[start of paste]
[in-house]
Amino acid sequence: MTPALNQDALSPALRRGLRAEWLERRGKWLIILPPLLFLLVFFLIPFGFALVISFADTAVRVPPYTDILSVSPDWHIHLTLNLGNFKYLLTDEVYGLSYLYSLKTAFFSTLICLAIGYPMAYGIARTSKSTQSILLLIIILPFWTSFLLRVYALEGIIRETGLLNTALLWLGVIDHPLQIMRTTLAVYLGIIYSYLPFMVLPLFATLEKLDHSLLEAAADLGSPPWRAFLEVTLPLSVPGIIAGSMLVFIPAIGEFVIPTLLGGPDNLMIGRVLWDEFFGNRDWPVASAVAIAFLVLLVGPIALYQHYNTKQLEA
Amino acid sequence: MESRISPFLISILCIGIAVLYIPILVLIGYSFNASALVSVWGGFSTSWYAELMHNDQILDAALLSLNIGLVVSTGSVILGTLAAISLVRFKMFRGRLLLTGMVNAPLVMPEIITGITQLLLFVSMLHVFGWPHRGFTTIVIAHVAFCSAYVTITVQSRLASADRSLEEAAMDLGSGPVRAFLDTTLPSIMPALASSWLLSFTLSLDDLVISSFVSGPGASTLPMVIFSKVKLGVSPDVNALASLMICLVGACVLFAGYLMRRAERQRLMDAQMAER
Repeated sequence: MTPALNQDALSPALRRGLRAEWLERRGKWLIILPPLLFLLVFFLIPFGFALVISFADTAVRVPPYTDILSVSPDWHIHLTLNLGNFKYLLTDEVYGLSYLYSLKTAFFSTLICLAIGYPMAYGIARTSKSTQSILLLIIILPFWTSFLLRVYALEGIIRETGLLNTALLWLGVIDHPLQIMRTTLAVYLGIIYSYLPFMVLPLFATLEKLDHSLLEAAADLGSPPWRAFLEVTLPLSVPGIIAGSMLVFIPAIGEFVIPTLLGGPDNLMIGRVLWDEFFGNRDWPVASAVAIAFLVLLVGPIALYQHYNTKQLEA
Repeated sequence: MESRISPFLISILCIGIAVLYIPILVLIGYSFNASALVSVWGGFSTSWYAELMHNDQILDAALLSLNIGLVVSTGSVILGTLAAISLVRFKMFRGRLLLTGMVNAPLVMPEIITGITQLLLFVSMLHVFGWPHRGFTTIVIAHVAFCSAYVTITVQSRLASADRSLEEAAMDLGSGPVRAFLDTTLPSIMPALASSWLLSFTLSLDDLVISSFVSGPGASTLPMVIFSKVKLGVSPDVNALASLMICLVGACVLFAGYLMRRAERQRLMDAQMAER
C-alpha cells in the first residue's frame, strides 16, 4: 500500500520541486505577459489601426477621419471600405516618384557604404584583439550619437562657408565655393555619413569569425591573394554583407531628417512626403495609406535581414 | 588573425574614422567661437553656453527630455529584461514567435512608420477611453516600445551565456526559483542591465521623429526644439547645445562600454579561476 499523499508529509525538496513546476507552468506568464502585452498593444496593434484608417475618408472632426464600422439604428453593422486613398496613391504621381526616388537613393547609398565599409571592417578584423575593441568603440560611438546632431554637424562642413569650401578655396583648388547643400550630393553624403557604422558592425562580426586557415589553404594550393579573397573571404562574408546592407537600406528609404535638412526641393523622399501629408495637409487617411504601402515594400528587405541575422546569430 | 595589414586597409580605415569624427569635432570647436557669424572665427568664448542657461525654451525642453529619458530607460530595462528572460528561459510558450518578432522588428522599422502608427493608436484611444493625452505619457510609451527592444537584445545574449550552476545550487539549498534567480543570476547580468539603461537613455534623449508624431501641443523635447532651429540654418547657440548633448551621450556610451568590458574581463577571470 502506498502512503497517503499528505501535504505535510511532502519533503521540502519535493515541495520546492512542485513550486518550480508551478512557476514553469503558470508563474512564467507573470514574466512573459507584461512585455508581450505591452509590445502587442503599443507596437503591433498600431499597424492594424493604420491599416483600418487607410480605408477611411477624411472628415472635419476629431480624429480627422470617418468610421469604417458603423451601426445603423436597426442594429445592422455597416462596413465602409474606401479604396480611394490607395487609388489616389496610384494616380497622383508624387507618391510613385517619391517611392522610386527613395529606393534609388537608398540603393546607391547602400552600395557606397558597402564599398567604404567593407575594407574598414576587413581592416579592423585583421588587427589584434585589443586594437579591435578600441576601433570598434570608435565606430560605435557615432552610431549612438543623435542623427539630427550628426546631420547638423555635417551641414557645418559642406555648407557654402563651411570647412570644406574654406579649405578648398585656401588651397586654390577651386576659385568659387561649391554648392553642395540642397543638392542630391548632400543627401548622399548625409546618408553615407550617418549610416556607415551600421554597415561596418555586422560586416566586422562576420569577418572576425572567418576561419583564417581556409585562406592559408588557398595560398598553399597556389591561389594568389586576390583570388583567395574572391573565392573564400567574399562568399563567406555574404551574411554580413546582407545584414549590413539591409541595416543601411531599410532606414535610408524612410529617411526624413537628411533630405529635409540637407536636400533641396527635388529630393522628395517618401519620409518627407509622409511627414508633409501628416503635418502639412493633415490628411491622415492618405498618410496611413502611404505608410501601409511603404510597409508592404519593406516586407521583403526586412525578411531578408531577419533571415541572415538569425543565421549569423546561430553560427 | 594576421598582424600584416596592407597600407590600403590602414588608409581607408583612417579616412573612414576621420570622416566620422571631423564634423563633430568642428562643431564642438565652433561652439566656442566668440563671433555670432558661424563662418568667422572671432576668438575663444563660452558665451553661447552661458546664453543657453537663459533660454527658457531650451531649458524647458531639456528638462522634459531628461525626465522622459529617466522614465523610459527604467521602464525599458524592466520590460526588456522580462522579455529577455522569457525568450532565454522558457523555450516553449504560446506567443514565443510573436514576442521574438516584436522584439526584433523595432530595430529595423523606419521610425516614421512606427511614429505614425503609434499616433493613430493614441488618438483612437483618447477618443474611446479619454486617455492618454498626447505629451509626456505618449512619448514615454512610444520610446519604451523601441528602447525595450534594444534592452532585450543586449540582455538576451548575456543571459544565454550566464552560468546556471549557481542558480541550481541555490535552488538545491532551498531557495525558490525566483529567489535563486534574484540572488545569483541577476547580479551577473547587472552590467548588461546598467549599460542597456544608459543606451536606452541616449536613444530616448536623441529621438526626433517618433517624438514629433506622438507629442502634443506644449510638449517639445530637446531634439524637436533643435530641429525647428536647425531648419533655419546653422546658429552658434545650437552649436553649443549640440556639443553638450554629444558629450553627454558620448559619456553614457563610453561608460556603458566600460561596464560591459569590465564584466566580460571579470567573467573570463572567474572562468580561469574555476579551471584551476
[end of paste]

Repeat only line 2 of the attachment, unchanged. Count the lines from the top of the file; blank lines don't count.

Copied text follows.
Amino acid sequence: MTPALNQDALSPALRRGLRAEWLERRGKWLIILPPLLFLLVFFLIPFGFALVISFADTAVRVPPYTDILSVSPDWHIHLTLNLGNFKYLLTDEVYGLSYLYSLKTAFFSTLICLAIGYPMAYGIARTSKSTQSILLLIIILPFWTSFLLRVYALEGIIRETGLLNTALLWLGVIDHPLQIMRTTLAVYLGIIYSYLPFMVLPLFATLEKLDHSLLEAAADLGSPPWRAFLEVTLPLSVPGIIAGSMLVFIPAIGEFVIPTLLGGPDNLMIGRVLWDEFFGNRDWPVASAVAIAFLVLLVGPIALYQHYNTKQLEA